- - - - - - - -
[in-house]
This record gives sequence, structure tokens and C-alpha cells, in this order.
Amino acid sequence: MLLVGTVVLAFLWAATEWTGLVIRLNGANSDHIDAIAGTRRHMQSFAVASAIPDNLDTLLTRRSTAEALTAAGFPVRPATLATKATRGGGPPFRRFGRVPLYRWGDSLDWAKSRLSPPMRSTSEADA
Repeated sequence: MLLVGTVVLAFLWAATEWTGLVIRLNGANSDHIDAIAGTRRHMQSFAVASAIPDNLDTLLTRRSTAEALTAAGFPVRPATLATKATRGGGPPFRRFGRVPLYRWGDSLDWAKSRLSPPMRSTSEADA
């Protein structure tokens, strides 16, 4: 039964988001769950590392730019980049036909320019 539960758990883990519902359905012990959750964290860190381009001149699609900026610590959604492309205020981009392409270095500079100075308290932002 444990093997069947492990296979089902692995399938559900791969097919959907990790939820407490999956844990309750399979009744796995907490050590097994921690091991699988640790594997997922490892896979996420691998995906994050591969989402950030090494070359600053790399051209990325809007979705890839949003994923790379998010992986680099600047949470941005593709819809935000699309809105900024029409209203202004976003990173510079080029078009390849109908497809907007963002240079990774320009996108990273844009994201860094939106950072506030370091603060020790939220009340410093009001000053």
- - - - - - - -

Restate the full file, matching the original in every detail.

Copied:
[in-house]
This record gives sequence, structure tokens and C-alpha cells, in this order.
Amino acid sequence: MLLVGTVVLAFLWAATEWTGLVIRLNGANSDHIDAIAGTRRHMQSFAVASAIPDNLDTLLTRRSTAEALTAAGFPVRPATLATKATRGGGPPFRRFGRVPLYRWGDSLDWAKSRLSPPMRSTSEADA
Repeated sequence: MLLVGTVVLAFLWAATEWTGLVIRLNGANSDHIDAIAGTRRHMQSFAVASAIPDNLDTLLTRRSTAEALTAAGFPVRPATLATKATRGGGPPFRRFGRVPLYRWGDSLDWAKSRLSPPMRSTSEADA
């Protein structure tokens, strides 16, 4: 039964988001769950590392730019980049036909320019 539960758990883990519902359905012990959750964290860190381009001149699609900026610590959604492309205020981009392409270095500079100075308290932002 444990093997069947492990296979089902692995399938559900791969097919959907990790939820407490999956844990309750399979009744796995907490050590097994921690091991699988640790594997997922490892896979996420691998995906994050591969989402950030090494070359600053790399051209990325809007979705890839949003994923790379998010992986680099600047949470941005593709819809935000699309809105900024029409209203202004976003990173510079080029078009390849109908497809907007963002240079990774320009996108990273844009994201860094939106950072506030370091603060020790939220009340410093009001000053």